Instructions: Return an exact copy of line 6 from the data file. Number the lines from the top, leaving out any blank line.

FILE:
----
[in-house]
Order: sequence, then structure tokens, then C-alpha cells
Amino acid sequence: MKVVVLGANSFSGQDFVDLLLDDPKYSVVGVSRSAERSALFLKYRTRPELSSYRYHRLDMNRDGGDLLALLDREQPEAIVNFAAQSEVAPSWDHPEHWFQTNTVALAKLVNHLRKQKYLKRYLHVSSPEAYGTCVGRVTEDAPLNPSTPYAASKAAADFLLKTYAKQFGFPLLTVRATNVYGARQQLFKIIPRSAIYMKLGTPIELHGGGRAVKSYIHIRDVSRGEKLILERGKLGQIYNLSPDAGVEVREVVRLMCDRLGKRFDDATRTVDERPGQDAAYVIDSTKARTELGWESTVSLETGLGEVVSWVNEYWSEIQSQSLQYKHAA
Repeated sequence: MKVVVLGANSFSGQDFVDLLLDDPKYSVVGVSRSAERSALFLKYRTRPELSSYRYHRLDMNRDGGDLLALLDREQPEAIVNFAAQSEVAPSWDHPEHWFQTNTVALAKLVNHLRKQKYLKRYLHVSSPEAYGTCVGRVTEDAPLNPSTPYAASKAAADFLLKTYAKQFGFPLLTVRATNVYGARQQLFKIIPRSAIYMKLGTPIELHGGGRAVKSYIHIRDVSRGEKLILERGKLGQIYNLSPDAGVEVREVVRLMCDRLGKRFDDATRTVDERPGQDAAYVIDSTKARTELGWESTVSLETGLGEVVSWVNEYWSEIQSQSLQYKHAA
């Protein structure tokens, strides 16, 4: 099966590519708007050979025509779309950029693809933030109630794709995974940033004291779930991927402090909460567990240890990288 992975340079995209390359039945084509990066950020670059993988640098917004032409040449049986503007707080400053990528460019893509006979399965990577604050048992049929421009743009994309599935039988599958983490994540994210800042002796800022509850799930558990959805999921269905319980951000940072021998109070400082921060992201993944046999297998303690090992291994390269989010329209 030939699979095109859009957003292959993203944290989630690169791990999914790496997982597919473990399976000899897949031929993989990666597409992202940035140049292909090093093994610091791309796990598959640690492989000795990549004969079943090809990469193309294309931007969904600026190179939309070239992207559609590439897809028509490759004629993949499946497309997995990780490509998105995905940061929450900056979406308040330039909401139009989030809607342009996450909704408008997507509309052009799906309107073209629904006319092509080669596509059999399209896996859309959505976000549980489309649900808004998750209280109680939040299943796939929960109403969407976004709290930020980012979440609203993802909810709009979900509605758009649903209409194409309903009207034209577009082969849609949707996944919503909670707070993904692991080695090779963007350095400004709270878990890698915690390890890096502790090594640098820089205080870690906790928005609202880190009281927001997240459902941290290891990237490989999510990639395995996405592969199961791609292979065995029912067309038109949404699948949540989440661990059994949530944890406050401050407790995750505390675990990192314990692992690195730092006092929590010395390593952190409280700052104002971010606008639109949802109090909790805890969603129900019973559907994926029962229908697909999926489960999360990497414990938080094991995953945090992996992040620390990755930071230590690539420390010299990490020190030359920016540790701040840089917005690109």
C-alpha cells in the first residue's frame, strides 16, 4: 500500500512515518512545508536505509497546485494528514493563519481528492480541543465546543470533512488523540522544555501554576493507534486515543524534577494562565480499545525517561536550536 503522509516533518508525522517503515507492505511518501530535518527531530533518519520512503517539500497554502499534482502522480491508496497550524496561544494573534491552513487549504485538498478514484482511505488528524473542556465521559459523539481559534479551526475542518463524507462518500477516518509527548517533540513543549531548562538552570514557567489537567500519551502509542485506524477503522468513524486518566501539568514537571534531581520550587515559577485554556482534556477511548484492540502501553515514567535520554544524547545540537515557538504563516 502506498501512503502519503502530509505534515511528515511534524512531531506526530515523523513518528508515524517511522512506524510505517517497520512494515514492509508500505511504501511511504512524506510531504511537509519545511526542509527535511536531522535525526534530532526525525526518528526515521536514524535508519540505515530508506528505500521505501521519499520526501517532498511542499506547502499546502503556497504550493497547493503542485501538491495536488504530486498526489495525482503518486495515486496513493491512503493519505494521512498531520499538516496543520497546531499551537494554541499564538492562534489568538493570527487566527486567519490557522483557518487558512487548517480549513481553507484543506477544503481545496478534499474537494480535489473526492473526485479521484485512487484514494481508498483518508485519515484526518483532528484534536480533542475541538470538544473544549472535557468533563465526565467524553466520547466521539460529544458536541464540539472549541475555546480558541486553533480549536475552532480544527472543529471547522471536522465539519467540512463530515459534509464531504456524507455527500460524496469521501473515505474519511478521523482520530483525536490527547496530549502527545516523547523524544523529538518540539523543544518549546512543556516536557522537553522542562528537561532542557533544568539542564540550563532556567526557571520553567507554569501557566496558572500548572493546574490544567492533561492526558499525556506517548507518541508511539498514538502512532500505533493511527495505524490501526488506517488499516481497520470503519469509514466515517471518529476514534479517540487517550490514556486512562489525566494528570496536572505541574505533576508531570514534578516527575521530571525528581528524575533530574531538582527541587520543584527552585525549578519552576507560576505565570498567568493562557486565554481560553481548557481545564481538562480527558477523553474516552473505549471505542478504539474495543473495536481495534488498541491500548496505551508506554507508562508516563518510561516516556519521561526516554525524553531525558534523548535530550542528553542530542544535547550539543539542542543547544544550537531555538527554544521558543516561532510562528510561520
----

C-alpha cells in the first residue's frame, strides 16, 4: 500500500512515518512545508536505509497546485494528514493563519481528492480541543465546543470533512488523540522544555501554576493507534486515543524534577494562565480499545525517561536550536 503522509516533518508525522517503515507492505511518501530535518527531530533518519520512503517539500497554502499534482502522480491508496497550524496561544494573534491552513487549504485538498478514484482511505488528524473542556465521559459523539481559534479551526475542518463524507462518500477516518509527548517533540513543549531548562538552570514557567489537567500519551502509542485506524477503522468513524486518566501539568514537571534531581520550587515559577485554556482534556477511548484492540502501553515514567535520554544524547545540537515557538504563516 502506498501512503502519503502530509505534515511528515511534524512531531506526530515523523513518528508515524517511522512506524510505517517497520512494515514492509508500505511504501511511504512524506510531504511537509519545511526542509527535511536531522535525526534530532526525525526518528526515521536514524535508519540505515530508506528505500521505501521519499520526501517532498511542499506547502499546502503556497504550493497547493503542485501538491495536488504530486498526489495525482503518486495515486496513493491512503493519505494521512498531520499538516496543520497546531499551537494554541499564538492562534489568538493570527487566527486567519490557522483557518487558512487548517480549513481553507484543506477544503481545496478534499474537494480535489473526492473526485479521484485512487484514494481508498483518508485519515484526518483532528484534536480533542475541538470538544473544549472535557468533563465526565467524553466520547466521539460529544458536541464540539472549541475555546480558541486553533480549536475552532480544527472543529471547522471536522465539519467540512463530515459534509464531504456524507455527500460524496469521501473515505474519511478521523482520530483525536490527547496530549502527545516523547523524544523529538518540539523543544518549546512543556516536557522537553522542562528537561532542557533544568539542564540550563532556567526557571520553567507554569501557566496558572500548572493546574490544567492533561492526558499525556506517548507518541508511539498514538502512532500505533493511527495505524490501526488506517488499516481497520470503519469509514466515517471518529476514534479517540487517550490514556486512562489525566494528570496536572505541574505533576508531570514534578516527575521530571525528581528524575533530574531538582527541587520543584527552585525549578519552576507560576505565570498567568493562557486565554481560553481548557481545564481538562480527558477523553474516552473505549471505542478504539474495543473495536481495534488498541491500548496505551508506554507508562508516563518510561516516556519521561526516554525524553531525558534523548535530550542528553542530542544535547550539543539542542543547544544550537531555538527554544521558543516561532510562528510561520